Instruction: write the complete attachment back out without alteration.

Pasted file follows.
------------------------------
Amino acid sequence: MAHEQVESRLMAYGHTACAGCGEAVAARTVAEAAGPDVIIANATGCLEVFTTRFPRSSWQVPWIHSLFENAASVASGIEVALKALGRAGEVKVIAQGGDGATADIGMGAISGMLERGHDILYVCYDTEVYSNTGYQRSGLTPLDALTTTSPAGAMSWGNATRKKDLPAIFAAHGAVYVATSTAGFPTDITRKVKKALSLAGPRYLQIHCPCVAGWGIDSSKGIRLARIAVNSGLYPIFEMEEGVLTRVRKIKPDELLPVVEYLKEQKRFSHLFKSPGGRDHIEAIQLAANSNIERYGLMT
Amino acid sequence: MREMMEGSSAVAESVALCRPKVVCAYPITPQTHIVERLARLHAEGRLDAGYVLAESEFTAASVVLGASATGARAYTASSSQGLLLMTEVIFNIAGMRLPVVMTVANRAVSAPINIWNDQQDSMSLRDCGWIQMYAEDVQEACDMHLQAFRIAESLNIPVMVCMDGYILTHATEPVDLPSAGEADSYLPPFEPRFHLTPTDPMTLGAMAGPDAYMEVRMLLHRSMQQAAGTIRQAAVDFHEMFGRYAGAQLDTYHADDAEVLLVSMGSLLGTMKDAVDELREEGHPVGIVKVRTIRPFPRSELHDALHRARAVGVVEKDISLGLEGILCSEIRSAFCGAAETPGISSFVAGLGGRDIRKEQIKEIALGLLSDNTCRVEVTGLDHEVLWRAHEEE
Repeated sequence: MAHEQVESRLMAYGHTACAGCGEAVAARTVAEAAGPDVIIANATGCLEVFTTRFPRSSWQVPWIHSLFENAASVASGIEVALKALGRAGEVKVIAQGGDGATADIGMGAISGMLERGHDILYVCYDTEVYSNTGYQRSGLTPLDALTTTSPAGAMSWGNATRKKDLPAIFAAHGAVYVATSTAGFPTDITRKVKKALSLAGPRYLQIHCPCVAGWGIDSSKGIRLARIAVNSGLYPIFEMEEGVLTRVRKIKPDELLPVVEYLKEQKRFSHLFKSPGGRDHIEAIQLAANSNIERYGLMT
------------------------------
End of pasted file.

Amino acid sequence: MAHEQVESRLMAYGHTACAGCGEAVAARTVAEAAGPDVIIANATGCLEVFTTRFPRSSWQVPWIHSLFENAASVASGIEVALKALGRAGEVKVIAQGGDGATADIGMGAISGMLERGHDILYVCYDTEVYSNTGYQRSGLTPLDALTTTSPAGAMSWGNATRKKDLPAIFAAHGAVYVATSTAGFPTDITRKVKKALSLAGPRYLQIHCPCVAGWGIDSSKGIRLARIAVNSGLYPIFEMEEGVLTRVRKIKPDELLPVVEYLKEQKRFSHLFKSPGGRDHIEAIQLAANSNIERYGLMT
Amino acid sequence: MREMMEGSSAVAESVALCRPKVVCAYPITPQTHIVERLARLHAEGRLDAGYVLAESEFTAASVVLGASATGARAYTASSSQGLLLMTEVIFNIAGMRLPVVMTVANRAVSAPINIWNDQQDSMSLRDCGWIQMYAEDVQEACDMHLQAFRIAESLNIPVMVCMDGYILTHATEPVDLPSAGEADSYLPPFEPRFHLTPTDPMTLGAMAGPDAYMEVRMLLHRSMQQAAGTIRQAAVDFHEMFGRYAGAQLDTYHADDAEVLLVSMGSLLGTMKDAVDELREEGHPVGIVKVRTIRPFPRSELHDALHRARAVGVVEKDISLGLEGILCSEIRSAFCGAAETPGISSFVAGLGGRDIRKEQIKEIALGLLSDNTCRVEVTGLDHEVLWRAHEEE
Repeated sequence: MAHEQVESRLMAYGHTACAGCGEAVAARTVAEAAGPDVIIANATGCLEVFTTRFPRSSWQVPWIHSLFENAASVASGIEVALKALGRAGEVKVIAQGGDGATADIGMGAISGMLERGHDILYVCYDTEVYSNTGYQRSGLTPLDALTTTSPAGAMSWGNATRKKDLPAIFAAHGAVYVATSTAGFPTDITRKVKKALSLAGPRYLQIHCPCVAGWGIDSSKGIRLARIAVNSGLYPIFEMEEGVLTRVRKIKPDELLPVVEYLKEQKRFSHLFKSPGGRDHIEAIQLAANSNIERYGLMT